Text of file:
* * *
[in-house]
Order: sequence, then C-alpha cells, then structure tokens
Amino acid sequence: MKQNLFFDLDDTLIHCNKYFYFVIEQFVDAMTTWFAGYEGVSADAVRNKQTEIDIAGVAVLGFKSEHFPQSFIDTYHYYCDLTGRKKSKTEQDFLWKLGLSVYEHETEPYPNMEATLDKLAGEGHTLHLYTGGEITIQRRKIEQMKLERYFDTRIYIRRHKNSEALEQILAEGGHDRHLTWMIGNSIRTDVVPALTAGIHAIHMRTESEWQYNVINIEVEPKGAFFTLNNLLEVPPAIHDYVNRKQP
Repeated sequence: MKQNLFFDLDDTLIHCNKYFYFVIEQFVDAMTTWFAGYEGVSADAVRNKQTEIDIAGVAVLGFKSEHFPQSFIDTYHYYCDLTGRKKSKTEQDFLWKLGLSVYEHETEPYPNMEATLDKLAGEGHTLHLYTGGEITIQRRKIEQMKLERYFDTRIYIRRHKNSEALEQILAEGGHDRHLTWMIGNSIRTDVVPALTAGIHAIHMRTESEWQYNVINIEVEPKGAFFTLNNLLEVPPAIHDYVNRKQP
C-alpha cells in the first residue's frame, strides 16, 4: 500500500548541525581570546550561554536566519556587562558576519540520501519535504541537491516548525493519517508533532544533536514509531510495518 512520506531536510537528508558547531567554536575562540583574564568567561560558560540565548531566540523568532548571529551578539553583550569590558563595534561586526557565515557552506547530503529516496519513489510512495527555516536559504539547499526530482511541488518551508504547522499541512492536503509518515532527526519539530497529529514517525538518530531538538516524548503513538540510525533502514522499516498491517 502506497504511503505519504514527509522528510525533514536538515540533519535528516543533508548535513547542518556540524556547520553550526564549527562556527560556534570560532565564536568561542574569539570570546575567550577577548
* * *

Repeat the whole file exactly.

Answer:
[in-house]
Order: sequence, then C-alpha cells, then structure tokens
Amino acid sequence: MKQNLFFDLDDTLIHCNKYFYFVIEQFVDAMTTWFAGYEGVSADAVRNKQTEIDIAGVAVLGFKSEHFPQSFIDTYHYYCDLTGRKKSKTEQDFLWKLGLSVYEHETEPYPNMEATLDKLAGEGHTLHLYTGGEITIQRRKIEQMKLERYFDTRIYIRRHKNSEALEQILAEGGHDRHLTWMIGNSIRTDVVPALTAGIHAIHMRTESEWQYNVINIEVEPKGAFFTLNNLLEVPPAIHDYVNRKQP
Repeated sequence: MKQNLFFDLDDTLIHCNKYFYFVIEQFVDAMTTWFAGYEGVSADAVRNKQTEIDIAGVAVLGFKSEHFPQSFIDTYHYYCDLTGRKKSKTEQDFLWKLGLSVYEHETEPYPNMEATLDKLAGEGHTLHLYTGGEITIQRRKIEQMKLERYFDTRIYIRRHKNSEALEQILAEGGHDRHLTWMIGNSIRTDVVPALTAGIHAIHMRTESEWQYNVINIEVEPKGAFFTLNNLLEVPPAIHDYVNRKQP
C-alpha cells in the first residue's frame, strides 16, 4: 500500500548541525581570546550561554536566519556587562558576519540520501519535504541537491516548525493519517508533532544533536514509531510495518 512520506531536510537528508558547531567554536575562540583574564568567561560558560540565548531566540523568532548571529551578539553583550569590558563595534561586526557565515557552506547530503529516496519513489510512495527555516536559504539547499526530482511541488518551508504547522499541512492536503509518515532527526519539530497529529514517525538518530531538538516524548503513538540510525533502514522499516498491517 502506497504511503505519504514527509522528510525533514536538515540533519535528516543533508548535513547542518556540524556547520553550526564549527562556527560556534570560532565564536568561542574569539570570546575567550577577548